The Law Applicable to the Interpretation of Arbitration Agreements Revisited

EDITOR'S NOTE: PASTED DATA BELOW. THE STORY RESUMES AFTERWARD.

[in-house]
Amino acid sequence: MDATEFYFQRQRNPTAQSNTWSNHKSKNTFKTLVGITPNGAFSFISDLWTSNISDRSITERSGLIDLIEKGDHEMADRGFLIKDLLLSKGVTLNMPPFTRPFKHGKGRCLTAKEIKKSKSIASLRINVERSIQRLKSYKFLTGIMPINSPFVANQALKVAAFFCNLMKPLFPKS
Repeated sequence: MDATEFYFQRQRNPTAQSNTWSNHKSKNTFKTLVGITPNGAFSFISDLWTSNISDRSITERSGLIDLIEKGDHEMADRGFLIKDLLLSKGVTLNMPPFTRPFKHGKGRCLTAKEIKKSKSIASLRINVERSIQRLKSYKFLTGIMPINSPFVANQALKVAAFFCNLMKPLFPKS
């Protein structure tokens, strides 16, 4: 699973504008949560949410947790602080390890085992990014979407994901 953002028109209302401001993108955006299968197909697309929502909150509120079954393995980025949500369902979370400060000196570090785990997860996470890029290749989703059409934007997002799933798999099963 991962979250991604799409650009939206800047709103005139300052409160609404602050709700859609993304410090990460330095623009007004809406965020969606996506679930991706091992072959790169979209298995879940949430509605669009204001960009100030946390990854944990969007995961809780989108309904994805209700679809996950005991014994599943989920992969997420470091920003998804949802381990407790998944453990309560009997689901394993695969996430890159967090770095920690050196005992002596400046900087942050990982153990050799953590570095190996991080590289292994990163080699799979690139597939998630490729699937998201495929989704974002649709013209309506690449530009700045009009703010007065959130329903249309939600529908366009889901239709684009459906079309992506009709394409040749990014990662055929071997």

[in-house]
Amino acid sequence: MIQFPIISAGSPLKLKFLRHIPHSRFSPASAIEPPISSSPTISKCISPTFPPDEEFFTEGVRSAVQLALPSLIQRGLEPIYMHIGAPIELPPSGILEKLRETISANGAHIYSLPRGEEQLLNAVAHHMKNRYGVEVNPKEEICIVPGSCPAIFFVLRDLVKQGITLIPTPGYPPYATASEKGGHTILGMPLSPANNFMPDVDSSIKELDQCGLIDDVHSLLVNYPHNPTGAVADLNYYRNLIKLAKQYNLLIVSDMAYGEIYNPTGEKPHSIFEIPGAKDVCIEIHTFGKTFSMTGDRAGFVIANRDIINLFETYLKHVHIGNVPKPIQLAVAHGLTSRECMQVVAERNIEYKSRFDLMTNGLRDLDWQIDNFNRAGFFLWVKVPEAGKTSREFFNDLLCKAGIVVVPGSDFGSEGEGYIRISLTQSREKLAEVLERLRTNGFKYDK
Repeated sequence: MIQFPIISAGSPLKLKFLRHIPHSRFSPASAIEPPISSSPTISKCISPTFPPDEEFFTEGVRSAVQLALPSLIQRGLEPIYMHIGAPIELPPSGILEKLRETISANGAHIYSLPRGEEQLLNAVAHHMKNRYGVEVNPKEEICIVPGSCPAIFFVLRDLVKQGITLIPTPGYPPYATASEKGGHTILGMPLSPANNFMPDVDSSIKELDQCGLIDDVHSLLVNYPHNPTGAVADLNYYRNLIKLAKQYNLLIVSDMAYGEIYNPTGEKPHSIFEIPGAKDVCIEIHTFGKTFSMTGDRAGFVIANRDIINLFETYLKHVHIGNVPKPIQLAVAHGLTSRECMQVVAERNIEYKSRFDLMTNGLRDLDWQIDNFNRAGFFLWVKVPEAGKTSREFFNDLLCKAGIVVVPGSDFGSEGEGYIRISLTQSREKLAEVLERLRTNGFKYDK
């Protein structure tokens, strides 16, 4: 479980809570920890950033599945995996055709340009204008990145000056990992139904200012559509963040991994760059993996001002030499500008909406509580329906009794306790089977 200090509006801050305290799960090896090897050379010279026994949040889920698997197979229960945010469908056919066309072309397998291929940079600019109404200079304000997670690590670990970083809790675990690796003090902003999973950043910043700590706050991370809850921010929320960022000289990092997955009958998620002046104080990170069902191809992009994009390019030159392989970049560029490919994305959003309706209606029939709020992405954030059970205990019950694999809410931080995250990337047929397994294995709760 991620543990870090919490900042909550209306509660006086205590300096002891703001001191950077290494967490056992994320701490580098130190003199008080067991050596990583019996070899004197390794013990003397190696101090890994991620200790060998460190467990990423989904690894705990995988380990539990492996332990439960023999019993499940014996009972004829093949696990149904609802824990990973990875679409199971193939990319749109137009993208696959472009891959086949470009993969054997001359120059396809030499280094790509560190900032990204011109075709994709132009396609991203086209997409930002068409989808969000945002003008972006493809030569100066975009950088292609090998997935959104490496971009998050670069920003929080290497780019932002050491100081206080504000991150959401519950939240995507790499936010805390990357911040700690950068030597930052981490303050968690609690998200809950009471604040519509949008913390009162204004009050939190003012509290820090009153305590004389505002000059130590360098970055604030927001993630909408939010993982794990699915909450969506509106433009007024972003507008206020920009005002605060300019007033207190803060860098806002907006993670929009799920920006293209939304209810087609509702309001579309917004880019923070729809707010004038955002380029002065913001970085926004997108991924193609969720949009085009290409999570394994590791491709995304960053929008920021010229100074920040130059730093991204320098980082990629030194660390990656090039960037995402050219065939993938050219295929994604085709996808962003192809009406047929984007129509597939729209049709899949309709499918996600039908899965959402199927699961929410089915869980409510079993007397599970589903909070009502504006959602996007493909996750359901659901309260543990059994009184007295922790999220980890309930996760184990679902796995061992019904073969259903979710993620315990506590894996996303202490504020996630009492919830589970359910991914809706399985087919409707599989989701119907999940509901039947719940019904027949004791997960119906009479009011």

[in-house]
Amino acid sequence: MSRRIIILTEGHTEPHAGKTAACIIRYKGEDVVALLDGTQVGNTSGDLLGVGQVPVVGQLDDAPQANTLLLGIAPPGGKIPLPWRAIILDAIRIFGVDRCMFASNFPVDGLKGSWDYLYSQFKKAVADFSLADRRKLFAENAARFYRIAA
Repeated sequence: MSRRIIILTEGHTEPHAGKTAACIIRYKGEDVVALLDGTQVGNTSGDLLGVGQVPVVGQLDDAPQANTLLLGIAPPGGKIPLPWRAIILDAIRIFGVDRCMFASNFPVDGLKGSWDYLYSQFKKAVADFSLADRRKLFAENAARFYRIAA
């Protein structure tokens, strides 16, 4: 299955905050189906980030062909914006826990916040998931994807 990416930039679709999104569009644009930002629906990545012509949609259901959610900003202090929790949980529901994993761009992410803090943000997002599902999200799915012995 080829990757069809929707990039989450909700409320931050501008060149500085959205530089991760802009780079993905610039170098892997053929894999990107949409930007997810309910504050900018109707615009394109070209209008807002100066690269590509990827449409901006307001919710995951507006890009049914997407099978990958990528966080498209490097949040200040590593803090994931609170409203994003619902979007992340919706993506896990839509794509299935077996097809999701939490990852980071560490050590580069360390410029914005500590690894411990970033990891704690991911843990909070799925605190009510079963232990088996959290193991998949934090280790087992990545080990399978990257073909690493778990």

The question of the law applicable to the substantive validity of the arbitration agreement is one of the most disputed issues in international arbitration. Absent any clear guidelines in national laws, the two prevailing theories either extend a choice of law in the main contract to the arbitration clause or apply the law at the seat of the arbitration to the arbitration agreement. Since the arbitration agreement has a different purpose than the main contract, the latter option is more convincing. It is also in line with Art V(1)(a) of the Convention on the Recognition and Enforcement of Foreign Arbitral Awards (New York Convention) which establishes a default rule of applying the law at the seat of the arbitration. Alternative approaches that have been developed either introduce an additional unnecessary layer of complexity or are not reconcilable with the applicable international legal framework. However, exceptions from the general rule to apply the law at the seat of arbitration should apply in certain circumstances, for instance where no seat was explicitly chosen by the parties.
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